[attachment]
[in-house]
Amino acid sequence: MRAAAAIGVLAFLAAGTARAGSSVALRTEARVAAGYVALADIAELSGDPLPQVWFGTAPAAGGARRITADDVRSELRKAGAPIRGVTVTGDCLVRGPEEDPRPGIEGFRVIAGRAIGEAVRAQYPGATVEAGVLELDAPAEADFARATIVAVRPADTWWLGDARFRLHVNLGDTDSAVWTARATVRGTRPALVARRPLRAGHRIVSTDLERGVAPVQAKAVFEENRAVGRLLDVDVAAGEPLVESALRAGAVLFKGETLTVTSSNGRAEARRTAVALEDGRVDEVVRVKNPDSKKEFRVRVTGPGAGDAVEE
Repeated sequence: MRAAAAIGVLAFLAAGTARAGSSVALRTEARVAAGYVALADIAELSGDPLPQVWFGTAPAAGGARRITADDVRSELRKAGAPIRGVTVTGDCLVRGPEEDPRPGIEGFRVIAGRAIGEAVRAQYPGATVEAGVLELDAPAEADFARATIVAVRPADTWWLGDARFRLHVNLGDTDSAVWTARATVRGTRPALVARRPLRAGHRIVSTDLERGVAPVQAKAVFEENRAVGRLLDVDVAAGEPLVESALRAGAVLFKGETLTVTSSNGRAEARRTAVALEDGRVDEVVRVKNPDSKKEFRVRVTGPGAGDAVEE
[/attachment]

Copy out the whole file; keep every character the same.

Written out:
[in-house]
Amino acid sequence: MRAAAAIGVLAFLAAGTARAGSSVALRTEARVAAGYVALADIAELSGDPLPQVWFGTAPAAGGARRITADDVRSELRKAGAPIRGVTVTGDCLVRGPEEDPRPGIEGFRVIAGRAIGEAVRAQYPGATVEAGVLELDAPAEADFARATIVAVRPADTWWLGDARFRLHVNLGDTDSAVWTARATVRGTRPALVARRPLRAGHRIVSTDLERGVAPVQAKAVFEENRAVGRLLDVDVAAGEPLVESALRAGAVLFKGETLTVTSSNGRAEARRTAVALEDGRVDEVVRVKNPDSKKEFRVRVTGPGAGDAVEE
Repeated sequence: MRAAAAIGVLAFLAAGTARAGSSVALRTEARVAAGYVALADIAELSGDPLPQVWFGTAPAAGGARRITADDVRSELRKAGAPIRGVTVTGDCLVRGPEEDPRPGIEGFRVIAGRAIGEAVRAQYPGATVEAGVLELDAPAEADFARATIVAVRPADTWWLGDARFRLHVNLGDTDSAVWTARATVRGTRPALVARRPLRAGHRIVSTDLERGVAPVQAKAVFEENRAVGRLLDVDVAAGEPLVESALRAGAVLFKGETLTVTSSNGRAEARRTAVALEDGRVDEVVRVKNPDSKKEFRVRVTGPGAGDAVEE